Find Your Park and Celebrate the 99th Birthdays of the National Park Service & Hawai‘i Volcanoes National Park

Halapē. NPS Photo
#40: Feel the Sand Between Your Toes at Halapē

NPS Photo

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News Release Date: August 18, 2015

Contact: Jessica Ferracane, 808-985-6018

The National Park Service turns 99 years old on Aug. 25 and Hawai‘i Volcanoes National Park – which marked its 99th birthday on Aug. 1 – want to give you a present – free admission! The usual entrance fee of $15 will be waived for all visitors on Tues., Aug. 25.

In preparation for next year’s big centennial celebration, the National Park Service invites everyone to Find Your Park. To encourage people to discover everything a park experience can be, there is a fun list of 99 ways to Find Your Park. Hawai‘i Volcanoes is a great place to try #40 – Feel the Sand Between Your Toes (hike to Halapē), #36 – Hit the Road (Chain of Craters Road), or #42, Learn About Endangered Species (nēnē). You can also share your park experience with others by posting on social media with the hashtag #FindYourPark.

“We want everyone to join us in celebrating both birthdays,” said Park Superintendent Cindy Orlando. “Hawai‘i Volcanoes National Park offers something for everyone, from amazing volcanic landscapes, to Hawaiian culture, to the native plants and animals that flourish here, so I invite you to visit and Find Your Park,” she said.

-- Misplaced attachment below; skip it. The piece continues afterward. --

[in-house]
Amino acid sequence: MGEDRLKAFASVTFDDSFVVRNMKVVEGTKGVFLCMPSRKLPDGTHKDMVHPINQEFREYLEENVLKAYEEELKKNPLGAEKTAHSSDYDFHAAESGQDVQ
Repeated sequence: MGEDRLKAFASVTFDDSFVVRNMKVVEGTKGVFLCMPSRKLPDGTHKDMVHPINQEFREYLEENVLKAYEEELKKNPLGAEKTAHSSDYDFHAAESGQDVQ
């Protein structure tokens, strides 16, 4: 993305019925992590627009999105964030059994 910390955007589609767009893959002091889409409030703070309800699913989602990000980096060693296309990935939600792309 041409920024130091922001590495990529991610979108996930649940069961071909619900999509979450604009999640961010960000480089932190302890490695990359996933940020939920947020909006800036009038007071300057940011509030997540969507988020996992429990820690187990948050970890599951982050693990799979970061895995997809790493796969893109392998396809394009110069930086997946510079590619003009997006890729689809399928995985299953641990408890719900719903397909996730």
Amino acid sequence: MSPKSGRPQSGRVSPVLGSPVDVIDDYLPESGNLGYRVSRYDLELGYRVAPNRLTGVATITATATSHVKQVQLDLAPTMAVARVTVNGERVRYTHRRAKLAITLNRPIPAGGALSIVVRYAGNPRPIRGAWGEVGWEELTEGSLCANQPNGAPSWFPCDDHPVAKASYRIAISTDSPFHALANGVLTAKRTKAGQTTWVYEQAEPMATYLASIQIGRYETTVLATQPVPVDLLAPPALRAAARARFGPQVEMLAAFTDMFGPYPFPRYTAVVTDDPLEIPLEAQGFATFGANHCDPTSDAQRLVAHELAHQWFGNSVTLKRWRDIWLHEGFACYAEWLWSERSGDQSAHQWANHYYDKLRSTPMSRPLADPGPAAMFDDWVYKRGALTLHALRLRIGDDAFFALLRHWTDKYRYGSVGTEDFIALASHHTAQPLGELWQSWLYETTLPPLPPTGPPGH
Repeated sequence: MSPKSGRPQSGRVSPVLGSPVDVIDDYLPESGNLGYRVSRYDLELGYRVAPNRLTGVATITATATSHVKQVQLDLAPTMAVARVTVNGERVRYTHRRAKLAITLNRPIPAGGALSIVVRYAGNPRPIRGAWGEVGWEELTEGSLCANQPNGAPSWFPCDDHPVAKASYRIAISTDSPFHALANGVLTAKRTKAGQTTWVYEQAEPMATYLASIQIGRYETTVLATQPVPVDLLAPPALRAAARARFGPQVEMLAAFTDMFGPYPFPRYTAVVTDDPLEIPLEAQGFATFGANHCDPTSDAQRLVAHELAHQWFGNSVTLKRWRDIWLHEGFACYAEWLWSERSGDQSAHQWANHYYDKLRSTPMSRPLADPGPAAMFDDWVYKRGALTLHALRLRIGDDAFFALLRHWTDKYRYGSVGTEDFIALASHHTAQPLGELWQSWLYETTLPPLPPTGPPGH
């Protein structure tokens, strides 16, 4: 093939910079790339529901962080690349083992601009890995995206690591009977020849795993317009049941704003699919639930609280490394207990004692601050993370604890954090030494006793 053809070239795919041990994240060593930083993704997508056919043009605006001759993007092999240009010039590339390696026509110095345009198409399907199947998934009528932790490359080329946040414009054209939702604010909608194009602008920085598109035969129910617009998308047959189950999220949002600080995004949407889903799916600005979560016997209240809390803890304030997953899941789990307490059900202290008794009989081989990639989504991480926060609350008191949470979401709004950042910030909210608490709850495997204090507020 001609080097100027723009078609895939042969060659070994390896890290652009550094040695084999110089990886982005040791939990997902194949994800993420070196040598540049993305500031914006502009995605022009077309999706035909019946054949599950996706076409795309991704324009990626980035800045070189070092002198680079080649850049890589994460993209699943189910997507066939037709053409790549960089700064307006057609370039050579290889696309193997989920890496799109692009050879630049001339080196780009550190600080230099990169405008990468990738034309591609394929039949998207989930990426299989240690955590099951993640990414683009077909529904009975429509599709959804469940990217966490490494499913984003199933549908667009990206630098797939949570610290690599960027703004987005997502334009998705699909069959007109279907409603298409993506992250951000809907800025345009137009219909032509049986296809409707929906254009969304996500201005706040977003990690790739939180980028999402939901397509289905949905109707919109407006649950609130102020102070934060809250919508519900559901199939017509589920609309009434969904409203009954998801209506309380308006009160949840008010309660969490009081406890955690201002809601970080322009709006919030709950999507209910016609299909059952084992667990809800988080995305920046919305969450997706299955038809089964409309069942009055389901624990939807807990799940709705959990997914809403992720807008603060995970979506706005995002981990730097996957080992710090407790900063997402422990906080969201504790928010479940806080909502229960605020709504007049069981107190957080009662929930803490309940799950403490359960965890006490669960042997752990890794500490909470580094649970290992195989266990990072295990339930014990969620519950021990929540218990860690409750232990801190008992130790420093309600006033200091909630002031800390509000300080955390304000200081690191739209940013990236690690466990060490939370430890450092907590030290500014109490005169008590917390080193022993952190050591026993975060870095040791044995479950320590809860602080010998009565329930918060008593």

Hawai‘i Volcanoes National Park will celebrate its 100th birthday in 2016. Founded on Aug. 1, 1916, Hawai‘i Volcanoes was the 15th national park established in the U.S., predating both the establishment of the National Park Service (Aug. 25, 1916) and Hawaiian statehood (Aug. 21, 1959). Today, its 333,086 acres provide countless ways to connect with Hawaiian culture, active volcanoes, and native plants and animals. Last year, nearly 1.7 million park visitors enjoyed the site and added $136,838,700 to the local economy and supported 1,672 area jobs. 

On Aug. 25, 1916, President Woodrow Wilson signed legislation to create the National Park Service. Today, there are 408 national parks throughout the country and each one tells an important part of the American story. Some commemorate notable people and achievements, others conserve magnificent landscapes and natural wonders, and all provide a place to have fun and learn. And, on Aug. 25, all national parks will offer free entrance to everyone.

Last updated: August 18, 2015

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Hawaii National Park, HI 96718


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